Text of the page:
My dear friend, Carole, gifted me, her Indigenous friend, a wonderful book of stories about my Indigenous ancestors and traditional recipes using ingredients of the hunter/gatherer culture that marked their existence. The recipes, some of which I remember from my grandmothers, include wild game, such as venison; which is the only meat in my freezer next to lamb; and juniper berries; used to tame the “wild flavor” when deer have to resort to lichens and sage for food during the long winters of Colorado and depleted fresh browse.
The author, Chef Sean Sherman (Lakota), who grew up on Pine Ridge Reservation, empowers the gentle reader, and would-be cook, to explore his or her own backyard to see what’s there. I remember my Grandma Margaret (May she Rest In Peace) using purslane, a delicious, succulent-type green that grows in gardens and along sidewalks. She would fry it with squash and corn to serve with pinto beans. We call that trio, The Three Sisters. Sherman says that purslane packs more vitamin E than spinach. Here’s the book:
Don’t you love his play on the French word, “sous” meaning “under” and often referring to the chef working with or “under” the master chef. In Sherman’s case, he’s referring to his lineage of Lakota Sioux. I love the book because he combines food history, or the concept of “food sovereignty” (Eating as our ancestors rather than the government commodities given to us when we were removed from our lands and put onto reservations) along with recipes. We eat quite delicious food! My friend, Nancy says when I prepare “Grandma’s food, which features the Three Sisters, she could likely “sell tickets” to the event, because of the “great food”!
Speaking of Nancy, I paid her a visit this past weekend, armed with lamb, mushrooms, green onions (wrong time of year to gather wild onions), and Colorado juniper berries. I cooked the Hunter’s Stew from the book. Don’t think of the famous Italian Hunter’s Stew made with chicken. Not this. This recipe calls for bison, a very lean meat. I’ll get to that later. Here’s some background. Sherman tells the story of the bison hunt of the his people Indigenous to the Central High Plains of the American Midwest. The women processed an entire bison, about 1800 pounds ( ~816 kg). Bison provided food, clothing, tools, other household items, and shelter. One could say it was a “keystone” species for the Indigenous peoples of the Plains. In the U. S. Government’s efforts to annihilate Indigenous people (called “Indians”) it chose to wipeout their source of life: the bison. Bison appear to be making a small comeback: most on ranches, and they run free at Yellowstone National Park.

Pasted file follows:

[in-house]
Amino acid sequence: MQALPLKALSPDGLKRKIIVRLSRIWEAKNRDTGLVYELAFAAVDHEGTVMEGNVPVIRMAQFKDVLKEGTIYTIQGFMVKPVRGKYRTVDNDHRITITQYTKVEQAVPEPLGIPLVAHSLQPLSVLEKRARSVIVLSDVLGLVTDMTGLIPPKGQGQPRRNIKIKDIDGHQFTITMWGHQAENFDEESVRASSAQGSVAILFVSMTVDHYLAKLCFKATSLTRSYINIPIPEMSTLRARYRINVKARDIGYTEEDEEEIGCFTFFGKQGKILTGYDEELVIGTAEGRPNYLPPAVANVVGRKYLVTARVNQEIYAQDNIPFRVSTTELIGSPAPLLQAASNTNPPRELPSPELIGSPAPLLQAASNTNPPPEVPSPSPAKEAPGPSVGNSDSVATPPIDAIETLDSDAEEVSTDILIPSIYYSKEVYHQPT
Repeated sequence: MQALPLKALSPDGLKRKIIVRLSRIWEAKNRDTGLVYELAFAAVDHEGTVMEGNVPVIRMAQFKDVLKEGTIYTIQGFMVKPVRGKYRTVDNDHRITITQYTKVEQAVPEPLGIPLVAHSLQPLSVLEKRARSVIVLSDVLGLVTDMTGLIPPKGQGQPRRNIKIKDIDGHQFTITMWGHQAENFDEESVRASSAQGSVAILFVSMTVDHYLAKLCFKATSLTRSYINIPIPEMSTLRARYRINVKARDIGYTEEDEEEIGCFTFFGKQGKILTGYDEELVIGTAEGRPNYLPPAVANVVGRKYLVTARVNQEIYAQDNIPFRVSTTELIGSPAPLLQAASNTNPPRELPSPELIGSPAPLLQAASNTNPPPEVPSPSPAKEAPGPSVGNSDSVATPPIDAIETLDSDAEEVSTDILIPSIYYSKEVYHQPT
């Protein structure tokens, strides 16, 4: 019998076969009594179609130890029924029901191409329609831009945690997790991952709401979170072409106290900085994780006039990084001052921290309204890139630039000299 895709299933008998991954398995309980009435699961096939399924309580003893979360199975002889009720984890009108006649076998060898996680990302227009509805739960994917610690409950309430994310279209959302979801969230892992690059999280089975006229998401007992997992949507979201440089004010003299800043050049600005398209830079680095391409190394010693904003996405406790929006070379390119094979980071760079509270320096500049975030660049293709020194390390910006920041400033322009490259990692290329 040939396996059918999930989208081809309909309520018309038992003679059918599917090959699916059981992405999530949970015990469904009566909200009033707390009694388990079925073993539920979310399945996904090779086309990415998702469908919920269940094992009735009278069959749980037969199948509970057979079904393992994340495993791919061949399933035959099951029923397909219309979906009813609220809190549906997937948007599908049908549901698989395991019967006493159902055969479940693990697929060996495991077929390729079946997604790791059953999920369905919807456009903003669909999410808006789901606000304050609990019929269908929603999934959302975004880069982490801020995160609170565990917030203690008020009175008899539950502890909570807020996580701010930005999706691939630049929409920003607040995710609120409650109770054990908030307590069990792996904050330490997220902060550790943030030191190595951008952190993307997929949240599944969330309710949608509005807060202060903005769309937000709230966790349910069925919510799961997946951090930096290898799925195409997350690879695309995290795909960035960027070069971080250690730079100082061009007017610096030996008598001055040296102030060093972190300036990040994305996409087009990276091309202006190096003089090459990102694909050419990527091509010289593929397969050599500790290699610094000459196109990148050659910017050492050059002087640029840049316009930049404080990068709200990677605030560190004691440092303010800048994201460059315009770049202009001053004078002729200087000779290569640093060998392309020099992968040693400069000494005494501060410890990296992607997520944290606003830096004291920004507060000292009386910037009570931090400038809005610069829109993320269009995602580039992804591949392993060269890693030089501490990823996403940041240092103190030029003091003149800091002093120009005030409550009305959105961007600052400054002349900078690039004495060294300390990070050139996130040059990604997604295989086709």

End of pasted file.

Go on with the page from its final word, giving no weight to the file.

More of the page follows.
Okay. Let’s get back to the recipe for Hunter’s Stew. Notice the wonderful ingredients in the list.
I didn’t have sumac or bison stock, so I used a little beef stock and omitted the sumac. I made corn meal mush the previous night so that I had firm corn “cakes” to brown in butter. The corn cakes provided the base for the stew, per Sherman’s suggestion, the stew be served over the corn cakes. I made and served bread to round out the meal. Nancy’ s son, Landon joined us, a handsome young lad who loves my cooking!
I love to cook, and I love to share a meal with good friends. Here, our meal:
I took the picture with an app called “foodie”, and I’m not sure it did the meal justice, but it was delicious, and Landon ate three to four servings. I love it when people eat my creations with hearty appetites! You can see the corn cake peeking out from under the stew. Next time, I will salt the corn meal cooking water just a little more. As usual, experiment with your cooking. As the author of this cookbook says, ” Cookbooks are suggestions “. Create, experiment, have fun, and share with friends.
Thank you for reading.